It was quite interesting to listen to Senator McKim's comments today, because the Greens are hell-bent on weakening Australia's immigration system. They have consistently tried to open our borders to anyone, and they don't care who they are or how that affects other Australians. We can see in the disallowance motion before us that the Greens want public health debts incurred on previous visits to Australia to be ignored when a new visa application is made. I see that right across our country we don't have enough money to open up hospital beds for our Australian people here. We aren't able to give them the dental health care that they need or the operations that they need. But don't worry about; we've gotta look after those who have been here previously with health debts incurred! We don't want to worry about that or to put any impost on these people!
Secondly, the Greens want to allow visas to be granted to people who lied—absolutely lied—to get a visa in the past. This weakens what is known as the public interest criterion 4020. So we are getting people coming to this country that cannot be truthful and we're supposed to overlook that. Then, thirdly, the Greens want to remove the condition that visa holders maintain a single identity in Australia. Well, I've heard a lot of drivel on the floor of parliament today with regard to, 'Oh, there might be an incorrect letter, or the spelling may be wrong.' What we're talking about are multiple names. How often do we hear through Centrelink, drivers licences, even getting your HR drivers licence or any certificate that people are rorting the system with multiple names? Why shouldn't we expect someone to have the right name? We have had migrants come into this country in a flood after the Second World War. They had names that were hard to pronounce, but they got through the system. They had to do it tough.
I wish the Labor Party and the Greens would actually see the vote that One Nation got in the last election in Queensland, because in a lot of the seats we pulled 25 to 30 per cent. Our average is about 21 to 22 per cent right across the state. That's a clear indication that they are not listening to what the Australian people want. I cannot really get my head around the fact that every time I hear the Greens in this chamber, all they are worried about is the people who have come to this country illegally, people who want to come to this country like the illegals that are on Manus Island. Manus Island has absolutely nothing to do with this. That's the detention centre. They were the illegals. We're talking about visa holders coming into Australia. It has nothing to do with Manus Island. In the time that I've been here, I have never heard—correct me if I'm wrong—the Greens stand up and fight for the farmers in this country, the people who are homeless on the street. You don't need to go very far. It actually happens here in Canberra on the streets at night, when I go back to my apartment after finishing a day here. Where's the fight for those people to find out whether they've got decent health care or housing? I never hear one word from them. I often wonder what the hell they're doing in this parliament, because it's not representing the Australian people that have voted for them. It's always representing someone else around the rest of the world.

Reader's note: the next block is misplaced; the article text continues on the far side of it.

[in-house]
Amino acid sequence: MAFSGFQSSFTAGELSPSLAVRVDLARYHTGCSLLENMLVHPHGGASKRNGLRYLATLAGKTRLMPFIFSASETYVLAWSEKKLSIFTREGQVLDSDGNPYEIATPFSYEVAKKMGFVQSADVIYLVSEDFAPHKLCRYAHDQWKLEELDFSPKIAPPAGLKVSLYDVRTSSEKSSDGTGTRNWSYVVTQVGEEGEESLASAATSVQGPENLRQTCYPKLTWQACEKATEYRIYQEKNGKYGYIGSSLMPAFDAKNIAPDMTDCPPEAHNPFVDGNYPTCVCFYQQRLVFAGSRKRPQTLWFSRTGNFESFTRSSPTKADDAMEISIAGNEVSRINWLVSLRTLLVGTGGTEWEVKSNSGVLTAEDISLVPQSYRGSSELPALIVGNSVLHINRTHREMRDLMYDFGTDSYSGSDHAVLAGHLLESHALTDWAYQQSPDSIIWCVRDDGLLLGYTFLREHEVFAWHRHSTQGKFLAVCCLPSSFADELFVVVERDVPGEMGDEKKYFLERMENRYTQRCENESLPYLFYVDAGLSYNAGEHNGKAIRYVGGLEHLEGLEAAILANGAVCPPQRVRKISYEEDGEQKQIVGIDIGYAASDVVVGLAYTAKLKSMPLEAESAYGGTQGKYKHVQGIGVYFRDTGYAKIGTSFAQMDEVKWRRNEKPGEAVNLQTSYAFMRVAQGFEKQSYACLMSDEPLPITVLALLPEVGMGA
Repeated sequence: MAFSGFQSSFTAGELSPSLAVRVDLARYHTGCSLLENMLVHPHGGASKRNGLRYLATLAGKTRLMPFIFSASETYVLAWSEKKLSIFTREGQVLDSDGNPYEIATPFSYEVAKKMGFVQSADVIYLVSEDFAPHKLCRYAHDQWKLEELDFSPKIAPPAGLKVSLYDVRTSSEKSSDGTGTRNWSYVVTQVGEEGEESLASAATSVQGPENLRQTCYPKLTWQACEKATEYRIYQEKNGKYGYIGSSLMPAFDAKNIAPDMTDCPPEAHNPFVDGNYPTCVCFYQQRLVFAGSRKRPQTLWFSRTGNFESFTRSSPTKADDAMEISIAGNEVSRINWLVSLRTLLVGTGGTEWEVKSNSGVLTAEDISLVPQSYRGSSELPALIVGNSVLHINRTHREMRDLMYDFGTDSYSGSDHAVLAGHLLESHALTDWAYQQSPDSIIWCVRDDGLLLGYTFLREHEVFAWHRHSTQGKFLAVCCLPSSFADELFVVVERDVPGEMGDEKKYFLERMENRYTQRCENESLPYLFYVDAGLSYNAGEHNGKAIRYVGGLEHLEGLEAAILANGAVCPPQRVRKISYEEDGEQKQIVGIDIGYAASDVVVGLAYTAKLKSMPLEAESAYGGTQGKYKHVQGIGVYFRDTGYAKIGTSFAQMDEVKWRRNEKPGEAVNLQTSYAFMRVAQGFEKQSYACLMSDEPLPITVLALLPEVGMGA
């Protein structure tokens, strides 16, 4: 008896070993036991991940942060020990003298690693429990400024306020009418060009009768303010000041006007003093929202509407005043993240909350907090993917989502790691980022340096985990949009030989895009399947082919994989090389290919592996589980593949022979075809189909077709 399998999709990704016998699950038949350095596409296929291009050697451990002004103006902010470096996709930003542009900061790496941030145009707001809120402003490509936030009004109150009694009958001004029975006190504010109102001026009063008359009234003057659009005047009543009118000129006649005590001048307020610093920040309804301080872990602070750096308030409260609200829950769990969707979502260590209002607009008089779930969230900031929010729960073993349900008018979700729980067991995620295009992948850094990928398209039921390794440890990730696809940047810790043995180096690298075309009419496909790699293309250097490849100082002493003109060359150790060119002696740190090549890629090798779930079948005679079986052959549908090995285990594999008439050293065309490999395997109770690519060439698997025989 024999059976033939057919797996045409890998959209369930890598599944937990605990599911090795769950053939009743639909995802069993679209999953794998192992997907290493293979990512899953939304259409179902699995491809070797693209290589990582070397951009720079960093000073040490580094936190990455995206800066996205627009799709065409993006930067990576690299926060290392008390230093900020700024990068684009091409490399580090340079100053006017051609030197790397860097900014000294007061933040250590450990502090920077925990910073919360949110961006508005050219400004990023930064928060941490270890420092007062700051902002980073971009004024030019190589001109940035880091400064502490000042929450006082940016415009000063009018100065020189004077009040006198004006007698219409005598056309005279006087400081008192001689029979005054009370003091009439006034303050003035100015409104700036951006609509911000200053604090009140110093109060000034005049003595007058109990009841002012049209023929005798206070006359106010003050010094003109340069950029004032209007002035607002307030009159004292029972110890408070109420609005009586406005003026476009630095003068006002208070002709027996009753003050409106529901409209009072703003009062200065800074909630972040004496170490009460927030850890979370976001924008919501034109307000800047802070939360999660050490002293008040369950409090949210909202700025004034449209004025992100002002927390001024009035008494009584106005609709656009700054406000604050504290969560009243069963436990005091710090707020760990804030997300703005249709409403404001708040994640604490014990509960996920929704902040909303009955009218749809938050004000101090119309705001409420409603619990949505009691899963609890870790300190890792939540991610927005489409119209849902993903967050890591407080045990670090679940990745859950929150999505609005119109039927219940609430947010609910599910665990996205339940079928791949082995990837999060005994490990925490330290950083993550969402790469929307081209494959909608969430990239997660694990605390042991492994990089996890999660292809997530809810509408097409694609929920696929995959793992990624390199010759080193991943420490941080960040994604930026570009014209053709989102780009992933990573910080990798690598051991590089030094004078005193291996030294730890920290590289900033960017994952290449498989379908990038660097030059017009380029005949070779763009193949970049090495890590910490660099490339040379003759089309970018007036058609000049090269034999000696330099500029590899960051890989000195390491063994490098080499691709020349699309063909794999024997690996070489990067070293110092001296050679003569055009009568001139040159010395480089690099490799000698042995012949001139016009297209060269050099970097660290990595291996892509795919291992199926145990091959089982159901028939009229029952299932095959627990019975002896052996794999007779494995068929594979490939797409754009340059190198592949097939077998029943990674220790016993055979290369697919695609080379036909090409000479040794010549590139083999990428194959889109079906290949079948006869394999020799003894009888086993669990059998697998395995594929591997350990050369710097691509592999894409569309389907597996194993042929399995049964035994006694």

Labor say they want to lock them up because they are disruptive. Well, let's look at the streets of Melbourne. Go and ask the people down in Melbourne how they feel about it, with these ones that have come into the country. They've lost control of their streets in Melbourne and they would dearly love to do something about it. Yes, if people are not going to abide by the rules of this country and be disruptive, and if they think they can carry on in this country like they have from the place that they've come from, no, we don't want them. Why would we?